The Menzingers – ‘After The Party’

By Matthew Wilson

“I was there when the wall came down, I’ll be there when the ocean rises,” howls Greg Barnett midway through ‘Thick As Thieves’, prophesying the end of the world over a gnarly riff. We’re only two songs into ‘After The Party’, and hell yeah, the hangover is real. After the seminal nostalgic anthem-packed ‘On The Impossible Past’ and the more subdued maturation in ‘Rented World’, Philadelphia’s finest are back with an album that’s guaranteed to launch itself straight into best-of lists everywhere, with enough staying power to remain there until the end of the year. Or the world, whichever comes first.

And based on their moodiness, it’s not too ludicrous to claim that The Menzingers are already building their bunker. Always adept at mixing melancholy with huge choruses and gnarly riffs, there’s a new element injected into The Menzinger’s thematic pallet, a subdued apocalyptic hum that adds urgency to their message, boiling over on occasion. Even passionately romantic single ‘Lookers’ carries threatening undertones in Barnett’s snarl of “I know the old you, and you know the old me”, mutually assured melancholic destruction of a “teenage memory, I’ll hold to eternity”, whilst ‘Charlie’s Army’ is built around the hook of “I aint afraid to die, if loving Julie is a capital crime”. The lines between life, love and death are blurred amidst a rock-and-roll Ragnarok.

The Menzingers have always loved the deep drama that nostalgia, real and imagined, dredge up. But as maturation and nostalgia mix with an increasingly hostile world, it creates a violent Molotov cocktail that torches the entire scene. The opening chorus of the album in ‘Tellin’ Lies’ is fittingly “where we gonna go when our twenties are over?”, as the foundations of being in a band get eroded by the responsibilities of adulthood, like “a wedding ring that won’t fit right”, the song evolving into an extended downbeat melancholic coda. It’s a musical theme that reappears in the down-tempo ‘Black Mass’, musing over memories of late night romances and wondering “do you really wanna throw it away?”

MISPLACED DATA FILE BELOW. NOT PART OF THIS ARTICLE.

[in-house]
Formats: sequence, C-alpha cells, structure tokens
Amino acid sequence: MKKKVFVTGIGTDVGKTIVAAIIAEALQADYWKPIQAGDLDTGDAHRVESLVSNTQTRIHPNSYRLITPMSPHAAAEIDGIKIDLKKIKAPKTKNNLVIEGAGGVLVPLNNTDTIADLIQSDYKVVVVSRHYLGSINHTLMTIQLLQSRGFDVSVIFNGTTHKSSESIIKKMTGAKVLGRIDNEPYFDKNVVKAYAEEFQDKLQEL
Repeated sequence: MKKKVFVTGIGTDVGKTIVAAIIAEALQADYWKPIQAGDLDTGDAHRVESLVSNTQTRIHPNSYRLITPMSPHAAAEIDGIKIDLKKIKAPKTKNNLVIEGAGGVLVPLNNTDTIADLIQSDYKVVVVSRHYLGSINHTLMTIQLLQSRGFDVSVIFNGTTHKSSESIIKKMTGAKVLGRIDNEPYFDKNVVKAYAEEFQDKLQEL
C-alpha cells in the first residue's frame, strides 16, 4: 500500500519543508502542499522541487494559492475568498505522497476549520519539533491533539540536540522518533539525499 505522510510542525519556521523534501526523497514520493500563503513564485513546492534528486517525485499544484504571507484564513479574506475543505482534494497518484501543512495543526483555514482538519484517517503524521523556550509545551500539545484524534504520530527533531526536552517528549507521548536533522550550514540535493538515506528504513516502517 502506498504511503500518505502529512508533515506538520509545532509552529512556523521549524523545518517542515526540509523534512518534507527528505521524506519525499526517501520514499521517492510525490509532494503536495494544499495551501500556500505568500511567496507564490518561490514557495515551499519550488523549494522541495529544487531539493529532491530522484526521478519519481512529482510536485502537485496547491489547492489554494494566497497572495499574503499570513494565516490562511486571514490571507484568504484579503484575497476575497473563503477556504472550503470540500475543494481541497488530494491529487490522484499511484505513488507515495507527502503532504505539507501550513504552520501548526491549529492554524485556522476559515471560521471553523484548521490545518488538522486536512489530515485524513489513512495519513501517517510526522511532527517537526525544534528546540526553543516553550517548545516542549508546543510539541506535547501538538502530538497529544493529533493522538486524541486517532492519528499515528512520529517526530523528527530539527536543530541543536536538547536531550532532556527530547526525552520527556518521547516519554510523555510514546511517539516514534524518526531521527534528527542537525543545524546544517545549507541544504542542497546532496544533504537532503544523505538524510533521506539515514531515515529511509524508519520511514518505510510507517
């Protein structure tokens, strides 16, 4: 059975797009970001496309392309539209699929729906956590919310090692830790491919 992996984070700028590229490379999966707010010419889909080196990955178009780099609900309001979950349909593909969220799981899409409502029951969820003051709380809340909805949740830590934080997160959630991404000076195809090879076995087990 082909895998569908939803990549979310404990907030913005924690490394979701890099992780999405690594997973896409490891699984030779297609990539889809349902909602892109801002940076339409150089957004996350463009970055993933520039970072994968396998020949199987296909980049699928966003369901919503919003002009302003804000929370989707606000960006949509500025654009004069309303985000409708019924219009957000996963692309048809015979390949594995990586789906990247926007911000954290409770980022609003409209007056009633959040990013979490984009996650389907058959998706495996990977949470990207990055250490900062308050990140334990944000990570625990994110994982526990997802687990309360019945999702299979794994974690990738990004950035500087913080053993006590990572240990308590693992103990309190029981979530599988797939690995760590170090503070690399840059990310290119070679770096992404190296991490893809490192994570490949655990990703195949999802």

It’s testament to The Menzinger’s musicianship that they’re able to encompass stadium-sized anthems, downbeat ballads and folksy Americana wistfulness immediately. How do you reconcile your heartland rock in a country that is actively choosing to engage in self-sabotage? That’s the problem posed in ‘Midwestern States’, a drive-by in flyover country, where Barnett can’t get himself and his girl out of this wilderness fast enough, driving onwards to Chicago, out of the middle of a country that seems foreign to themselves.

And as for the party? The ‘party,’ this thing, this event that everyone is waking up to, permeates throughout the entire album, something indistinguishable that has been irrevocably lost. Over the course of 13 songs it reappears; whether it’s explicit, like the wide-reaching ambitious title track that decries aspirational culture, or the implied limbo of ‘The Bars’ as the watering holes wind down. Whilst there’s some songs on here that aren’t doom and gloom, like the subversive smirk that lights up ‘Bad Catholics’, it’s hard not to see ‘After The Party’ as a eulogy to both youth and worldwide innocence.

But there’s still hope to be found in our communities. We are taking teetering steps into our brave new world, but The Menzingers offer us comfort in the human connection this album embraces. “Everybody wants to get famous”, croons Barnett on the title track, “but you just want to dance in a basement.” ‘After The Party’ is a triumph of human emotions, the hangover headache of loss, sorrow and fear mixed in with those new dawn sunrises of hope, human connections and the passion that music can bring.


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